Findings of Fact: “ Section 6.711(a) of the Family Code provides that, in a suit for dissolution of marriage, on the request of a party the court shall state in writing its findings of fact and conclusions of law regarding (1) the characterization of each party’s assets, liabilities, claims, and offsets on which disputed evidence has been presented, and (2) the value or amount of the community estate’s assets, liabilities, claims, and offsets on which disputed evidence has been presented. Tex. Fam. Code Ann. § 6.711(a). However, as the Fort Worth Court of Appeals has held, a party must specifically request findings under section 6.711(a) to preserve for [*67] appeal any error associated with the trial court’s failure to make findings regarding the valuation of certain assets. See Logsdon v. Logsdon, No. 02-14-00045-CV, 2015 Tex. App. LEXIS 12121, 2015 WL 7690034, at *10 (Tex. App.—Fort Worth Nov. 25, 2015, no pet.) (mem. op.) (“Because Wife initially requested findings under rule 296, did not request findings under section 6.711, and requested additional findings under family code section 7.009, we hold that Wife waived her right to section 6.711 findings.”); see also Moore v. Moore, 383 S.W.3d 190, 200-01 (Tex. App.—Dallas 2012, pet. denied) (holding that initial request for findings of fact pursuant to Rule 296 waived right to section 6.711 findings requested after the expiration of time for initial request for fact findings).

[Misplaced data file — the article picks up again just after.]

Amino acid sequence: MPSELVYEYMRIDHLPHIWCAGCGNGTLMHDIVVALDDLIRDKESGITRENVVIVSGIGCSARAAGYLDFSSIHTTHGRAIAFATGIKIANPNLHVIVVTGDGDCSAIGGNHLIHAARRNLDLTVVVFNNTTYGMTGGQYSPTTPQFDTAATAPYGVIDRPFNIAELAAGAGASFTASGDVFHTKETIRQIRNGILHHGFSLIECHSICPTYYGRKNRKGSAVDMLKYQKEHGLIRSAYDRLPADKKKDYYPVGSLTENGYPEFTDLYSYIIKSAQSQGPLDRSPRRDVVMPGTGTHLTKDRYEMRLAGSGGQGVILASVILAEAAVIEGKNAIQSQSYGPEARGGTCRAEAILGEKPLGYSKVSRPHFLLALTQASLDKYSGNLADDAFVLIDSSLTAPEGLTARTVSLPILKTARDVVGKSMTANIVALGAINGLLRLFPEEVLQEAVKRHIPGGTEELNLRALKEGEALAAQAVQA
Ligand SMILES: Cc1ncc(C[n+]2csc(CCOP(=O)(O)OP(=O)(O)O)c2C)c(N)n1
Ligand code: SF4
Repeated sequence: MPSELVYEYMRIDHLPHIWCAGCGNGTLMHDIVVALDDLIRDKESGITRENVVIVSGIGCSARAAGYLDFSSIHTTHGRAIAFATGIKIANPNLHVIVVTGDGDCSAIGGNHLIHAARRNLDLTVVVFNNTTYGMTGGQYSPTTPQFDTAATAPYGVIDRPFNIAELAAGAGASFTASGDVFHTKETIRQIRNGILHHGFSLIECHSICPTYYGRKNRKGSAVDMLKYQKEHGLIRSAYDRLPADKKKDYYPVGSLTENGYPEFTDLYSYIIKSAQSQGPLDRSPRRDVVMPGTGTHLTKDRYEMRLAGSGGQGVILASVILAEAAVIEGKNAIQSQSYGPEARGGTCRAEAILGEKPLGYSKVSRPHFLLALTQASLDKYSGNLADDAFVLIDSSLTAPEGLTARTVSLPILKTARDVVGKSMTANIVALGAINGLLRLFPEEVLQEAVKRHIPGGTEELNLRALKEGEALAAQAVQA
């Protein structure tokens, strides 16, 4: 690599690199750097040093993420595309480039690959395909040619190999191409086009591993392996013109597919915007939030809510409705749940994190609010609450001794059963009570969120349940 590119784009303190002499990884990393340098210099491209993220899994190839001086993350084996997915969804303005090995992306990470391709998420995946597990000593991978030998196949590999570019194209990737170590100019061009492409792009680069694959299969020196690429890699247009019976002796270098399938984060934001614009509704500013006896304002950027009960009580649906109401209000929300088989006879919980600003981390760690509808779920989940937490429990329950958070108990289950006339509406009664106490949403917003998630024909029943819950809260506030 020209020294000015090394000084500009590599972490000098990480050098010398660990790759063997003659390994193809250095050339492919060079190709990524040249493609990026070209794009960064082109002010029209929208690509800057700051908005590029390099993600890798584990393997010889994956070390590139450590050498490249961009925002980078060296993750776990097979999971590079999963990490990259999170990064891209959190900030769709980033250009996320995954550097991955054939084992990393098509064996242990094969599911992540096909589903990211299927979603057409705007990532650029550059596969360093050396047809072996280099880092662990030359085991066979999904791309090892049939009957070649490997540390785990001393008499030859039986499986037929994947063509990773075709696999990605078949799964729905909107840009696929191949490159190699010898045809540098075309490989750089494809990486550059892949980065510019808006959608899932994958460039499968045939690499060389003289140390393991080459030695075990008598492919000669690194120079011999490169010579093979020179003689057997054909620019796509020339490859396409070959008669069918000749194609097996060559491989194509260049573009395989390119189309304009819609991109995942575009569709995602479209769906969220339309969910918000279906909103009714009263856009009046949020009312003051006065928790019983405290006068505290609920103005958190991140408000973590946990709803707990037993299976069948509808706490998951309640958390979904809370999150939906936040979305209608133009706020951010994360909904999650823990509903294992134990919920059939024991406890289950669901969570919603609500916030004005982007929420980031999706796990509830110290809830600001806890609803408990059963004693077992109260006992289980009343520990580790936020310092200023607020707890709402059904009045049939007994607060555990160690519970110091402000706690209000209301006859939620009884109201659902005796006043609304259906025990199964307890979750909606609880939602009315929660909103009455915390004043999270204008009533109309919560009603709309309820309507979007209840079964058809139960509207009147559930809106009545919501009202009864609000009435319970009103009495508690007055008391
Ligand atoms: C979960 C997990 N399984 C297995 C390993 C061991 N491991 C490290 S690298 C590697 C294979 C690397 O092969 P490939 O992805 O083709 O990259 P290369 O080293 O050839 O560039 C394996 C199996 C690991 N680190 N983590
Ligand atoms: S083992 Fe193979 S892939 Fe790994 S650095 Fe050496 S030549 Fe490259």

Here, neither Husband’s original request for findings of fact and conclusions or law nor his request for additional findings referenced Texas Family Code section 6.711(a). Based on the authorities discussed above, we conclude Husband waived his right to findings under section 6.711 regarding the valuation of certain assets.” Maxwell v. Maxwell, No. 14-20-00298-CV, 2021 Tex. App. LEXIS 8631, at *66-67 (Tex. App.—Houston [14th Dist.] Oct. 26, 2021)
Jury Charge: “To preserve error, the complaining party must specifically object, clearly identify the error, and explain the grounds for the objection. See In re B.L.D., 113 S.W.3d 340, 349 (Tex. 2003). The primary purpose served by objections to a court charge is to apprise the trial court of error, thus affording the court the opportunity to correct the error…..Where a party’s objections are too general and too profuse it cannot be said that the trial court was fully cognizant of the grounds of the objection [*27] and deliberately chose to overrule it….Thus, where a party’s objection is obscured or concealed among voluminous, general, unfounded objections, it will not preserve error. See Tex. R. Civ. P. 274.